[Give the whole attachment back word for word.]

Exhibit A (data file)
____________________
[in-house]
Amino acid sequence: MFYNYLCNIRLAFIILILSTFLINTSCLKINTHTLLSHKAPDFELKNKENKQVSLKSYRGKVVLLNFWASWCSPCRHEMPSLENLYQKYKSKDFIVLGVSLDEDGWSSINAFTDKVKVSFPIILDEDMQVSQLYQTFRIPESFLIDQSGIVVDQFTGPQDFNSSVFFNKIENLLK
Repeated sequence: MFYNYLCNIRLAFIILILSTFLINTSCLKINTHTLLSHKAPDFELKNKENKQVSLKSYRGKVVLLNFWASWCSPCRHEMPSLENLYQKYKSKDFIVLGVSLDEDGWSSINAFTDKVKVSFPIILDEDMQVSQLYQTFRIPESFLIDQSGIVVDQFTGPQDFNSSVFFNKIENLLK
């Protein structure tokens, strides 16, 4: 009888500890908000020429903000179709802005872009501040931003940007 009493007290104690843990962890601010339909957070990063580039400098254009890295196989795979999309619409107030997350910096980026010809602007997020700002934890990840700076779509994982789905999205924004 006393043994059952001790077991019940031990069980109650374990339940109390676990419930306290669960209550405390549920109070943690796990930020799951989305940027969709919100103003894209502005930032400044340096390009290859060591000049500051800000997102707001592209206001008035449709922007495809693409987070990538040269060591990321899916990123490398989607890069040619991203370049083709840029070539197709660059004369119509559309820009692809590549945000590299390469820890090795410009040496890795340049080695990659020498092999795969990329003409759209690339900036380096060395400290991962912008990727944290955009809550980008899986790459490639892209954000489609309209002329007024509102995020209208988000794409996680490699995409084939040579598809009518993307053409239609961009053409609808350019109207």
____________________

[in-house]
Amino acid sequence: MFYNYLCNIRLAFIILILSTFLINTSCLKINTHTLLSHKAPDFELKNKENKQVSLKSYRGKVVLLNFWASWCSPCRHEMPSLENLYQKYKSKDFIVLGVSLDEDGWSSINAFTDKVKVSFPIILDEDMQVSQLYQTFRIPESFLIDQSGIVVDQFTGPQDFNSSVFFNKIENLLK
Repeated sequence: MFYNYLCNIRLAFIILILSTFLINTSCLKINTHTLLSHKAPDFELKNKENKQVSLKSYRGKVVLLNFWASWCSPCRHEMPSLENLYQKYKSKDFIVLGVSLDEDGWSSINAFTDKVKVSFPIILDEDMQVSQLYQTFRIPESFLIDQSGIVVDQFTGPQDFNSSVFFNKIENLLK
């Protein structure tokens, strides 16, 4: 009888500890908000020429903000179709802005872009501040931003940007 009493007290104690843990962890601010339909957070990063580039400098254009890295196989795979999309619409107030997350910096980026010809602007997020700002934890990840700076779509994982789905999205924004 006393043994059952001790077991019940031990069980109650374990339940109390676990419930306290669960209550405390549920109070943690796990930020799951989305940027969709919100103003894209502005930032400044340096390009290859060591000049500051800000997102707001592209206001008035449709922007495809693409987070990538040269060591990321899916990123490398989607890069040619991203370049083709840029070539197709660059004369119509559309820009692809590549945000590299390469820890090795410009040496890795340049080695990659020498092999795969990329003409759209690339900036380096060395400290991962912008990727944290955009809550980008899986790459490639892209954000489609309209002329007024509102995020209208988000794409996680490699995409084939040579598809009518993307053409239609961009053409609808350019109207």